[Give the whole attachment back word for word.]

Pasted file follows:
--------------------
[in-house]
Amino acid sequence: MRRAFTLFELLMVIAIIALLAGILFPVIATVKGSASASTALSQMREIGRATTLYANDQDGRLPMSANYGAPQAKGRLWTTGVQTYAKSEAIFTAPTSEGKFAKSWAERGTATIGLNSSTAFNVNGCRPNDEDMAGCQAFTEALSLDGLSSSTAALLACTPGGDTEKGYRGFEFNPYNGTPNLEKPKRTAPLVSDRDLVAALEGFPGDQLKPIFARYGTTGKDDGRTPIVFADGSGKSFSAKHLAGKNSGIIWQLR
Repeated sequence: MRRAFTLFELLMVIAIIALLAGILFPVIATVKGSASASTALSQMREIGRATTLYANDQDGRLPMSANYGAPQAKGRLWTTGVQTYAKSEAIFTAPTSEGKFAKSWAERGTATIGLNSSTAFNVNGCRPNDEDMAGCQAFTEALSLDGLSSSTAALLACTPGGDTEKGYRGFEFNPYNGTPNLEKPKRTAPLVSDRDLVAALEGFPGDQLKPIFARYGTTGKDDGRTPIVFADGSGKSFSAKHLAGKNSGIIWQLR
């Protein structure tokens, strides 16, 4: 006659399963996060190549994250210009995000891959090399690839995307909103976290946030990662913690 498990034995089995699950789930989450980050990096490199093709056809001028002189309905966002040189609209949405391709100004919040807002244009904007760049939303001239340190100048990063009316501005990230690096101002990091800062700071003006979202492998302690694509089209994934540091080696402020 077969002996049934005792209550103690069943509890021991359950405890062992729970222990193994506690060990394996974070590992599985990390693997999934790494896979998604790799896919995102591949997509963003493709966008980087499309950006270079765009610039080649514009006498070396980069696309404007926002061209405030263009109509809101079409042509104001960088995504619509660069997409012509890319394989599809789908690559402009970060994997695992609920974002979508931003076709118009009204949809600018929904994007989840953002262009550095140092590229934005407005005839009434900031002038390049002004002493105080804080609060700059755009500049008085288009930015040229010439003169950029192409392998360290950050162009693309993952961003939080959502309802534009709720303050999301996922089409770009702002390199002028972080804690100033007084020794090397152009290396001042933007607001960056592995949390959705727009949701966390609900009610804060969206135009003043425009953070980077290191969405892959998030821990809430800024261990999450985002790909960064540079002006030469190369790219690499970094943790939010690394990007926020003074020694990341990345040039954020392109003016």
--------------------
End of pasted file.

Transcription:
[in-house]
Amino acid sequence: MRRAFTLFELLMVIAIIALLAGILFPVIATVKGSASASTALSQMREIGRATTLYANDQDGRLPMSANYGAPQAKGRLWTTGVQTYAKSEAIFTAPTSEGKFAKSWAERGTATIGLNSSTAFNVNGCRPNDEDMAGCQAFTEALSLDGLSSSTAALLACTPGGDTEKGYRGFEFNPYNGTPNLEKPKRTAPLVSDRDLVAALEGFPGDQLKPIFARYGTTGKDDGRTPIVFADGSGKSFSAKHLAGKNSGIIWQLR
Repeated sequence: MRRAFTLFELLMVIAIIALLAGILFPVIATVKGSASASTALSQMREIGRATTLYANDQDGRLPMSANYGAPQAKGRLWTTGVQTYAKSEAIFTAPTSEGKFAKSWAERGTATIGLNSSTAFNVNGCRPNDEDMAGCQAFTEALSLDGLSSSTAALLACTPGGDTEKGYRGFEFNPYNGTPNLEKPKRTAPLVSDRDLVAALEGFPGDQLKPIFARYGTTGKDDGRTPIVFADGSGKSFSAKHLAGKNSGIIWQLR
């Protein structure tokens, strides 16, 4: 006659399963996060190549994250210009995000891959090399690839995307909103976290946030990662913690 498990034995089995699950789930989450980050990096490199093709056809001028002189309905966002040189609209949405391709100004919040807002244009904007760049939303001239340190100048990063009316501005990230690096101002990091800062700071003006979202492998302690694509089209994934540091080696402020 077969002996049934005792209550103690069943509890021991359950405890062992729970222990193994506690060990394996974070590992599985990390693997999934790494896979998604790799896919995102591949997509963003493709966008980087499309950006270079765009610039080649514009006498070396980069696309404007926002061209405030263009109509809101079409042509104001960088995504619509660069997409012509890319394989599809789908690559402009970060994997695992609920974002979508931003076709118009009204949809600018929904994007989840953002262009550095140092590229934005407005005839009434900031002038390049002004002493105080804080609060700059755009500049008085288009930015040229010439003169950029192409392998360290950050162009693309993952961003939080959502309802534009709720303050999301996922089409770009702002390199002028972080804690100033007084020794090397152009290396001042933007607001960056592995949390959705727009949701966390609900009610804060969206135009003043425009953070980077290191969405892959998030821990809430800024261990999450985002790909960064540079002006030469190369790219690499970094943790939010690394990007926020003074020694990341990345040039954020392109003016």